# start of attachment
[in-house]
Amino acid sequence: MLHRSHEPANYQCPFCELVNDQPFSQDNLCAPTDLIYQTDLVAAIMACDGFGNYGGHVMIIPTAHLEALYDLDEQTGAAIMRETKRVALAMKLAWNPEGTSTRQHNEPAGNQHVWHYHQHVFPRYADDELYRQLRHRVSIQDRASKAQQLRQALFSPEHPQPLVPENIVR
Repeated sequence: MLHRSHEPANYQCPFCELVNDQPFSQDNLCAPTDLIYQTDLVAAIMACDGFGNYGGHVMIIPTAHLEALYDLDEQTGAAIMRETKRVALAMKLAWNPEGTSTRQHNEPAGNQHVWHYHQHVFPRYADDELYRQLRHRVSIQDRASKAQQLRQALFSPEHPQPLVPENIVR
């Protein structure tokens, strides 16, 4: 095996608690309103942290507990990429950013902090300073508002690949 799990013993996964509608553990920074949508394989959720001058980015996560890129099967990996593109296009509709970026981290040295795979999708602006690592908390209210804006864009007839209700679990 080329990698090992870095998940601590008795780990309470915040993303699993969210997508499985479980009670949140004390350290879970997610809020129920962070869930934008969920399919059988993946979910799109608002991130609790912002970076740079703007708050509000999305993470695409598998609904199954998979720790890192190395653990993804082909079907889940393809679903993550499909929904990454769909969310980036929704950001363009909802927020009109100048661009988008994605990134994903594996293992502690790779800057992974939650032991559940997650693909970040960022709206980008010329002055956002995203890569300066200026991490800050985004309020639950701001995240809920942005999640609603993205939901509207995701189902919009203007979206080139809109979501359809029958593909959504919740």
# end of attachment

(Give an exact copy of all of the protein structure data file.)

[in-house]
Amino acid sequence: MLHRSHEPANYQCPFCELVNDQPFSQDNLCAPTDLIYQTDLVAAIMACDGFGNYGGHVMIIPTAHLEALYDLDEQTGAAIMRETKRVALAMKLAWNPEGTSTRQHNEPAGNQHVWHYHQHVFPRYADDELYRQLRHRVSIQDRASKAQQLRQALFSPEHPQPLVPENIVR
Repeated sequence: MLHRSHEPANYQCPFCELVNDQPFSQDNLCAPTDLIYQTDLVAAIMACDGFGNYGGHVMIIPTAHLEALYDLDEQTGAAIMRETKRVALAMKLAWNPEGTSTRQHNEPAGNQHVWHYHQHVFPRYADDELYRQLRHRVSIQDRASKAQQLRQALFSPEHPQPLVPENIVR
């Protein structure tokens, strides 16, 4: 095996608690309103942290507990990429950013902090300073508002690949 799990013993996964509608553990920074949508394989959720001058980015996560890129099967990996593109296009509709970026981290040295795979999708602006690592908390209210804006864009007839209700679990 080329990698090992870095998940601590008795780990309470915040993303699993969210997508499985479980009670949140004390350290879970997610809020129920962070869930934008969920399919059988993946979910799109608002991130609790912002970076740079703007708050509000999305993470695409598998609904199954998979720790890192190395653990993804082909079907889940393809679903993550499909929904990454769909969310980036929704950001363009909802927020009109100048661009988008994605990134994903594996293992502690790779800057992974939650032991559940997650693909970040960022709206980008010329002055956002995203890569300066200026991490800050985004309020639950701001995240809920942005999640609603993205939901509207995701189902919009203007979206080139809109979501359809029958593909959504919740």